Our research examines a wide range of workforce initiatives to explore knowledge and skill development, models of service delivery and options for building community capacity.
Researchers from the University of Sydney Centre for Disability Research and Policy, in collaboration with researchers from Monash University and Western Sydney University, partnered with Reimagine Australia to conduct a national survey to explore the experience of using telepractice to provide early childhood intervention and support.
The survey captured the experiences of 259 early childhood practitioners who were using telepractice as part of their service delivery. The information gathered from the survey forms part of a broader initiative that aims to strengthen public policy and enable workforce development by promoting the use of telepractice to the government. The first journal article, titled Early childhood practitioners experience of telepractice and its alignment with a family-centred approach is currently under review at the Journal of Child and Family Studies.
As part of the knowledge translation, the team has also created a practice companion on family centred telepractice titled Ready, Tele, Go!
For further information about the project refer to the resources above or contact email@example.com
This project led by Dr Monique Hines was funded by a $21,120 grant from the auDA Foundation in 2016-2017. In partnership with TherapyConnect, a private multidisciplinary telepractice service in rural NSW and Victoria, a small trial of telepractice with four children with complex disabilities was evaluated. The project team included Professor Michelle Lincoln, Dr Kim Bulkeley, Ms Simone Dudley and Ms Sue Cameron. For further information about the project refer to the resources below or contact firstname.lastname@example.org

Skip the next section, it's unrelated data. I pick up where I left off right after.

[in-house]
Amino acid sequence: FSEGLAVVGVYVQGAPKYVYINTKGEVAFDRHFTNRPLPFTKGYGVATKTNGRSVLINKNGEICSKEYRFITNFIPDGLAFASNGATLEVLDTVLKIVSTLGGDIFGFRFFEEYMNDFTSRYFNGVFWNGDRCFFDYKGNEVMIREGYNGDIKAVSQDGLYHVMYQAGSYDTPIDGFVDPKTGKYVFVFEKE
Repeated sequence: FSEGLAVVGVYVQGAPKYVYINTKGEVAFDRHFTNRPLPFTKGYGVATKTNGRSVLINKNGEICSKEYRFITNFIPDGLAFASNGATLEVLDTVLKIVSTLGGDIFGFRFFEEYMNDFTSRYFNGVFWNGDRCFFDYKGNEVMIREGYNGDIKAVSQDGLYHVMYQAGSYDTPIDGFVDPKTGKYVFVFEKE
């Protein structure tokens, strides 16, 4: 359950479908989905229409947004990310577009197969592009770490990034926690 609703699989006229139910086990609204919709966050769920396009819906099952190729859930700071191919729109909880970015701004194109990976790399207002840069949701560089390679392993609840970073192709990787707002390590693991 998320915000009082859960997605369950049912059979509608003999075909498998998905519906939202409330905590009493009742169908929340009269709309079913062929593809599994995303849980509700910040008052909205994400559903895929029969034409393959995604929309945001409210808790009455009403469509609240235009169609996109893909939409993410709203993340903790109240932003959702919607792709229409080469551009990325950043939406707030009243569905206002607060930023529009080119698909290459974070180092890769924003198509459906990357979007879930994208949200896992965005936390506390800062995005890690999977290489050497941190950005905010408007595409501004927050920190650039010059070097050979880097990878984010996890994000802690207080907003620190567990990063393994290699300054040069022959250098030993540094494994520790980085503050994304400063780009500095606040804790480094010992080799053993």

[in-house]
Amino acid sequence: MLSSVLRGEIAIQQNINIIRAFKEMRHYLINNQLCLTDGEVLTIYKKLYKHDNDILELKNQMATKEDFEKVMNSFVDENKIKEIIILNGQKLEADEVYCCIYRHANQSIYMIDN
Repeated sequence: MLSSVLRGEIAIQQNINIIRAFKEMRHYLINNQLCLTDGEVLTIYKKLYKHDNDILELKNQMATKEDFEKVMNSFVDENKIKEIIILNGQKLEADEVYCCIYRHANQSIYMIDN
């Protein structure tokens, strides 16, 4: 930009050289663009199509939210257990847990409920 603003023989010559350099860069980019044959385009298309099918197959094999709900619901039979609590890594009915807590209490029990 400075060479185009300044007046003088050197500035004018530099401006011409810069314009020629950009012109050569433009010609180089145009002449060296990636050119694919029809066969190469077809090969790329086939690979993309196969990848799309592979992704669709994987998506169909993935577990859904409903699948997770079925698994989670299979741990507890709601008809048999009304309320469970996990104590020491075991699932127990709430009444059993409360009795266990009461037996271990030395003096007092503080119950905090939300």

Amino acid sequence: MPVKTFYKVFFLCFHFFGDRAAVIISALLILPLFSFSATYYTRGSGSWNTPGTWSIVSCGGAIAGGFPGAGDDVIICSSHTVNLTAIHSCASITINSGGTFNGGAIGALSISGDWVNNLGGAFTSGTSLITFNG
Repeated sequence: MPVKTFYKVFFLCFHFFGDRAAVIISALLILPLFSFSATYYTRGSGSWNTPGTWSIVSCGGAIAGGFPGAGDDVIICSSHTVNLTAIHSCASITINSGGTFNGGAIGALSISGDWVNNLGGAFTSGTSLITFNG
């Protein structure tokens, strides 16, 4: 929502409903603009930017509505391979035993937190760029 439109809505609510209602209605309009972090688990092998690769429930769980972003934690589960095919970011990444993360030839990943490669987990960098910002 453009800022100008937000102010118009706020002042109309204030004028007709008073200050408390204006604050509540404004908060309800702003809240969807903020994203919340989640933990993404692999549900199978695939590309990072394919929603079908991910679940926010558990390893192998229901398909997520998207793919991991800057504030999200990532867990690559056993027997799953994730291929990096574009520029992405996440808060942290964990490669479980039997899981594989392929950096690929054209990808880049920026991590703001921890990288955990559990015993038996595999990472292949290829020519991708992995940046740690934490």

Publication: Hines, M., Bulkeley, K., Dudley, S., Cameron, S., Lincoln, M., (2019) Delivering Quality Allied Health Services to Children with Complex Disability via Telepractice: Lessons Learned from Four Case Studies. Journal of Developmental and Physical Disabilities doi./10.1007/s10882-019-09662-8
Telepractice myths - a video about the telepractice as choice for disability services.
The objective of this project is to uncover the factors that influence the retention of frontline Aboriginal workers in the health, ageing, and disability workforce in NSW who do not have university qualifications.
For more information on the project or to find out how you can share your experience from the perspective of an employee or employer, please read our flyer. Or alternatively, please email email@example.com or firstname.lastname@example.org for more information.
Background to the Retention of the Aboriginal Health, Ageing and Disability Workforce Project.
The roll out of the NDIS in June 2018 in far west NSW presents both challenges and opportunities for disability service providers. MacKillop Family Services has been supporting small rural and remote communities in this area for many years and are seeking to build on their commitment to, and experience in, engaging with communities to adapt to the changing NDIS market and shift to individualised funding. In partnership with the University of Sydney, MacKillop Family Services are developing two models of service delivery to support people with disabilities and their communities that incorporate therapy support workers in remote communities, tele-practice and community development. These projects will be evaluated to understand the work carried out by the MacKillop Aboriginal therapy support workers, building an evidence base and identifying the factors that contribute to the success of these roles in supporting people with a disability and their communities.